The intrinsic muscles of the larynx can be considered in two groups:
- muscles that control the inlet of the larynx
- muscles that move the vocal ligaments
Muscles of the inlet
- aryepiglottic muscle: lies within the aryepiglottic fold, runs from the side of the epiglottis and inserts onto the muscular process and posterior surface of the arytenoid cartilage on the same side
- oblique arytenoid muscle: this paired muscle runs from the muscular process of one arytenoid cartilage to the opposite aryepiglottic muscle and corniculate cartilage, therefore creating an X-shape superficial to the transverse arytenoid muscle
- thyroepiglottic muscle: originates from the upper border of the lamina of the thyroid cartilage and inserts into the side of the epiglottis
These muscles act to close the inlet of the larynx by drawing the epiglottis down so that its lower half makes contact with the arytenoids. This creates an effective protection from swallowed material. The inlet is opened by air pressure from the respiratory tract below.
Muscles of the vocal folds
- cricothyroid muscle: this triangular muscle runs from the anterolateral part of the cricoid cartilage, fans out and inserts onto the inferior margin and inferior horn of the thyroid cartilage
- thyroarytenoid muscle: like the thyroepiglottic muscle, the thyroarytenoid originates from the upper border of the lamina of the thyroid cartilage, however, this muscle runs to insert onto the anterolateral arytenoid surface
- posterior cricoarytenoid muscle: arises from the posterior surface of the lamina of the cricoid cartilage and inserts onto the vocal process of the arytenoid cartilage
- lateral cricoarytenoid muscle: arises from the upper border of the cricoid arch and its fibers pass backwards and upwards to insert onto the vocal process of the arytenoid cartilage
- transverse arytenoid (or interarytenoid) muscle: consists of a mass of transverse fibers, which connects the posterior surfaces of the arytenoid cartilages together
- vocalis muscle: originates at the lateral surface of the vocal process of the arytenoid cartilage; it inserts onto the ipsilateral vocal ligament
Actions of the intrinsic muscles
These muscles act in opposite pairs in order to open and close, or lengthen and shorten the vocal folds:
Adductors and abductors: The lateral cricoarytenoid muscles pull the muscular processes anteriorly which rotates the arytenoid cartilages so that the vocal processes swing medially. They are the principal adductors. When they act with the transverse and oblique arytenoid muscles, which pull the arytenoid cartilages together, this brings about phonation. The only muscles that abduct the vocal folds are the posterior cricoarytenoid muscles. They pull the muscular processes posteriorly, which rotates the vocal processes laterally. The posterior cricoarytenoid muscles open the rima glottidis.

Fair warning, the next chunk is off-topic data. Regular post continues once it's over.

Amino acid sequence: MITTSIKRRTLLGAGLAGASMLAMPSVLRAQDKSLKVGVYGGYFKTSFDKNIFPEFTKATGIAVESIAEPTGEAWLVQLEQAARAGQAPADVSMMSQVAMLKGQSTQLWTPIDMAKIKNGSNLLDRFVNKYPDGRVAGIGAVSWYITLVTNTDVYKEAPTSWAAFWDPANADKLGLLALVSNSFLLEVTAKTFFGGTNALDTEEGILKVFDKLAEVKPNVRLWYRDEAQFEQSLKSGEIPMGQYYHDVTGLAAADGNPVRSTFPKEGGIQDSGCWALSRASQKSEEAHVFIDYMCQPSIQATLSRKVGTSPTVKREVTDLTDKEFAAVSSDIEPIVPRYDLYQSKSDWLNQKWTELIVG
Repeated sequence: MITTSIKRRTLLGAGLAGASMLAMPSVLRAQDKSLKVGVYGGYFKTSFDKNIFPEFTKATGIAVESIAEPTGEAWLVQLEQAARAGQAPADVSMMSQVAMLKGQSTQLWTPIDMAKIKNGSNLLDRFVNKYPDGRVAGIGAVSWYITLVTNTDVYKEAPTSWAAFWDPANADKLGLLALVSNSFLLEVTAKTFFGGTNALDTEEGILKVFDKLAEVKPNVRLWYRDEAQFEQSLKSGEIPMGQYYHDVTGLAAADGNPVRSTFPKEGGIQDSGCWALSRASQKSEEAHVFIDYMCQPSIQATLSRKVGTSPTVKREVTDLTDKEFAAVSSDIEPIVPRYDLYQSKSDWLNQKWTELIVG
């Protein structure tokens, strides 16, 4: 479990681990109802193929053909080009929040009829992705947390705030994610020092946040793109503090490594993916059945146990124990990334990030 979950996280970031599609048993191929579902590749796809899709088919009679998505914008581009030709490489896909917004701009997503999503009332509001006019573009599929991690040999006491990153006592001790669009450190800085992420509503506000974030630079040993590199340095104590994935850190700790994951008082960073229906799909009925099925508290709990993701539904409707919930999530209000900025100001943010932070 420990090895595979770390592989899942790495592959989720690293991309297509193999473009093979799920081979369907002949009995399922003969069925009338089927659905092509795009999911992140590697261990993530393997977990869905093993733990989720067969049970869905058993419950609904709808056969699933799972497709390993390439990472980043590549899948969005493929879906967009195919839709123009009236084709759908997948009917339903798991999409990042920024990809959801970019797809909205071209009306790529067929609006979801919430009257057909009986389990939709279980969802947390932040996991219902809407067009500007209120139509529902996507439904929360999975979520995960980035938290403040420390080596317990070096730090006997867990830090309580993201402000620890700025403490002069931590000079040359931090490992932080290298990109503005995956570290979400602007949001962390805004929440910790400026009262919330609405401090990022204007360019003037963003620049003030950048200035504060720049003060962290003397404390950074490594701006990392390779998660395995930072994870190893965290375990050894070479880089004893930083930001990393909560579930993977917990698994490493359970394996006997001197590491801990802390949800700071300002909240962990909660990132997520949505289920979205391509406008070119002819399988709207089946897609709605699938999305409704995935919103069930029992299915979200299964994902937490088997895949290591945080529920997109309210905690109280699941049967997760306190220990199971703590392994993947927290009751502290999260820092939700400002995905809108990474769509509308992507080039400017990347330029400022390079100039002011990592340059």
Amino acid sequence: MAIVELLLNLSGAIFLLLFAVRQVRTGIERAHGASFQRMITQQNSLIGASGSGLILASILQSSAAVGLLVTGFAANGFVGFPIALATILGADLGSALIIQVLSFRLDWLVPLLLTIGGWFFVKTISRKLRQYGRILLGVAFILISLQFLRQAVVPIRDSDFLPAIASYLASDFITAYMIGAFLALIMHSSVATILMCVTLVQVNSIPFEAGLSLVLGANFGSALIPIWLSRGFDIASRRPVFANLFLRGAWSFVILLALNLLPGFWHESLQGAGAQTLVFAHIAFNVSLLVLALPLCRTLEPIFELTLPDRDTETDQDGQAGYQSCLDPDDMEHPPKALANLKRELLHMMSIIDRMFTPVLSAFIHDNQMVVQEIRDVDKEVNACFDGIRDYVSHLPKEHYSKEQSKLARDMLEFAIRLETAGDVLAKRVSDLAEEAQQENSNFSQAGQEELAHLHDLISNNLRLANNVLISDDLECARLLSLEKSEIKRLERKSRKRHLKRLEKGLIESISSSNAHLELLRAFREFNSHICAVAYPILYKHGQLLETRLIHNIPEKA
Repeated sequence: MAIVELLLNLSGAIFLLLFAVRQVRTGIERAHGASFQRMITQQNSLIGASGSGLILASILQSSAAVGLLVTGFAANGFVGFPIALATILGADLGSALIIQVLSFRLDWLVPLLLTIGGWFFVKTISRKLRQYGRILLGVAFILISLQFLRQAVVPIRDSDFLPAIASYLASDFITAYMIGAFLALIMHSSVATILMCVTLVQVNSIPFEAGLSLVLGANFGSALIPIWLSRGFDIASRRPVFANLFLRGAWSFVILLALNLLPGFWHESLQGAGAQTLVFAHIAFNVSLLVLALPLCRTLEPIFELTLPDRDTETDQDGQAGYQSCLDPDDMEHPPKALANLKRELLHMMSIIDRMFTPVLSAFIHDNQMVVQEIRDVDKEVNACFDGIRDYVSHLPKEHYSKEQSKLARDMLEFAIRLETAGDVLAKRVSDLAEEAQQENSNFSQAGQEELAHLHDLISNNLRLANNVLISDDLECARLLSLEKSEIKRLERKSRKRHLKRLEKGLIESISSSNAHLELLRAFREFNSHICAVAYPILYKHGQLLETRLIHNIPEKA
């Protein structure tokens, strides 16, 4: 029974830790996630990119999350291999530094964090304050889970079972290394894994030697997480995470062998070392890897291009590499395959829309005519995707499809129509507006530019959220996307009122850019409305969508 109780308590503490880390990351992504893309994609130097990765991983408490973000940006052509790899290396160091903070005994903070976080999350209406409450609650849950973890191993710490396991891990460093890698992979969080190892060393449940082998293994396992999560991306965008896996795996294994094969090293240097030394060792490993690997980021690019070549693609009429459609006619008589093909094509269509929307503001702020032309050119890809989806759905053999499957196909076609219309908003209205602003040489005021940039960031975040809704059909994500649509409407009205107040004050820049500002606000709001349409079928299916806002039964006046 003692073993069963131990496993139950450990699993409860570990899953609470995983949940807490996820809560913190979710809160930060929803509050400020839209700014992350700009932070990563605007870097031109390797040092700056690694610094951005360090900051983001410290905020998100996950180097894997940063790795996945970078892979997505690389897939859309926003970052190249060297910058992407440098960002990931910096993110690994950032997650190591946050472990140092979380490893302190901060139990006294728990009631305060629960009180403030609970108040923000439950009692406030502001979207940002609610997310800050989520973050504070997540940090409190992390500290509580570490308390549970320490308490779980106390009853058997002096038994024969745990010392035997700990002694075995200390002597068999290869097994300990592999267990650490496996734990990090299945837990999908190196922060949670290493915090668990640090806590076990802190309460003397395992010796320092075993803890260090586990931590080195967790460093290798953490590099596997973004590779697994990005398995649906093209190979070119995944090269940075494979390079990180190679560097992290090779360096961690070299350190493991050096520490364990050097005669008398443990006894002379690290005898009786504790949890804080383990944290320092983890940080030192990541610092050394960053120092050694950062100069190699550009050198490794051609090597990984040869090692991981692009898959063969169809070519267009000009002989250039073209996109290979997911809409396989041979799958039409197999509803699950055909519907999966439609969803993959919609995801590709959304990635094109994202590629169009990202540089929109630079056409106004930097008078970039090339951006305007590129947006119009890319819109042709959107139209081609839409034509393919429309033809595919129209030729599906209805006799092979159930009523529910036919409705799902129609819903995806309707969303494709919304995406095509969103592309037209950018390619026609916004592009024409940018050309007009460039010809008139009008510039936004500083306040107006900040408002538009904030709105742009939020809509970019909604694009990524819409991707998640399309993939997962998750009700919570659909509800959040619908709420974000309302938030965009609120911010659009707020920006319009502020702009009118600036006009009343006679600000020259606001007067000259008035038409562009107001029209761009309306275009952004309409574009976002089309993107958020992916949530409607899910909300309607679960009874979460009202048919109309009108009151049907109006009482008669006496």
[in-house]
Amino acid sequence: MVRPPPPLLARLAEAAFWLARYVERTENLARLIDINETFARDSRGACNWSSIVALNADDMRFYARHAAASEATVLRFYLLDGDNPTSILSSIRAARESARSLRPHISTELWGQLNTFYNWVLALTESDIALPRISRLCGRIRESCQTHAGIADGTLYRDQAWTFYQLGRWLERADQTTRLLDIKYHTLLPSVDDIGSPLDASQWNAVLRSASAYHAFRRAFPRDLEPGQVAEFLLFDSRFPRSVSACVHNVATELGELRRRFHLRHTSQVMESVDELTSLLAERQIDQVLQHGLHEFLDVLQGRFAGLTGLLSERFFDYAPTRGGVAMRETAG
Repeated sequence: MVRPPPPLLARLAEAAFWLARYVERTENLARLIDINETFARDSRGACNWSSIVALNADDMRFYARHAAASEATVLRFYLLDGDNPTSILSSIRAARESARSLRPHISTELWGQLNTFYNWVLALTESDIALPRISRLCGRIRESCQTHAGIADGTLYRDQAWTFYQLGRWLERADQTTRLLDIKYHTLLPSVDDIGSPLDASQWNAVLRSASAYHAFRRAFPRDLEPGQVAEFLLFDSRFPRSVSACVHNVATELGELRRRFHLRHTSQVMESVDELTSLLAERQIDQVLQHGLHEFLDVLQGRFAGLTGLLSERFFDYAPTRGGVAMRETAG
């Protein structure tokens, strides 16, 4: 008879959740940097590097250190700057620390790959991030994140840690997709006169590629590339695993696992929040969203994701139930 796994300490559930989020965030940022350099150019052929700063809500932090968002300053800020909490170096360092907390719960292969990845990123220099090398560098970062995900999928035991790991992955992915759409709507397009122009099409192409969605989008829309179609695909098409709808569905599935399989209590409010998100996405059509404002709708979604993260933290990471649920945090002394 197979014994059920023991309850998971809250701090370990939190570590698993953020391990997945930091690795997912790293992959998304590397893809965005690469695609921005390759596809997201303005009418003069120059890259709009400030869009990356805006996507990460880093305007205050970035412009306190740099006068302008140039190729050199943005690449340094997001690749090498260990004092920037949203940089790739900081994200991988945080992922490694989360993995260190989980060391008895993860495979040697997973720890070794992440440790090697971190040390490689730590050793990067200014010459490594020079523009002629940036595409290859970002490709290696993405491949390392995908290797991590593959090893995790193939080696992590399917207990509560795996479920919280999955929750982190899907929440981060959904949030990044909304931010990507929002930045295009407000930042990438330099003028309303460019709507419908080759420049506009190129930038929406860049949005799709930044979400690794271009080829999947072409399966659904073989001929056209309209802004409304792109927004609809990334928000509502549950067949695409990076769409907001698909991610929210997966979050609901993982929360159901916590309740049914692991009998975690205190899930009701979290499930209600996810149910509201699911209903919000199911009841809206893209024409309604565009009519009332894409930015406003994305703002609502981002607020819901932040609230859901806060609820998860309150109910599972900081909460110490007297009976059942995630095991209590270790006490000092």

Tensors: The cricothyroid muscles pull the angle of the thyroid cartilage anteriorly and inferiorly toward the arch of the cricoid cartilage, which causes elongation and tightening of the vocal ligaments. This brings about a higher pitch of phonation.
Relaxers: The thyroarytenoid muscles pull the arytenoid cartilages anteriorly which reduces the vocal ligaments and therefore lowers the pitch of the voice.
Fine adjustments: The vocalis muscles bring about this by selectively tensing and relaxing the anterior and posterior parts of the vocal folds. This action only occurs when the vocal folds are in contact for phonation, and therefore contributes to changes in pitch during animated speech or singing.
Many of these muscles also help contribute to closing and protecting the laryngeal inlet. The muscles involved are the lateral cricoarytenoids, transverse and oblique arytenoids, and aryepiglottic muscles. Contraction of these muscles brings the aryepiglottic folds together and pulls the arytenoid cartilages toward the epiglottis. The transverse arytenoid closes the posterior, intercartilaginous portion of the rima glottidis, to produce whispering.
All but one intrinsic muscle of the larynx is supplied by the inferior laryngeal nerve, which is the terminal part of the recurrent laryngeal nerve, itself from the vagus nerve (CN X). The only exception is the cricothyroid muscle, which is supplied by the external laryngeal nerve from the superior laryngeal nerve, a branch of the vagus nerve (CN X).
- recurrent laryngeal nerve palsy
- superior laryngeal nerve palsy
- spasmodic dysphonia
- essential vocal tremor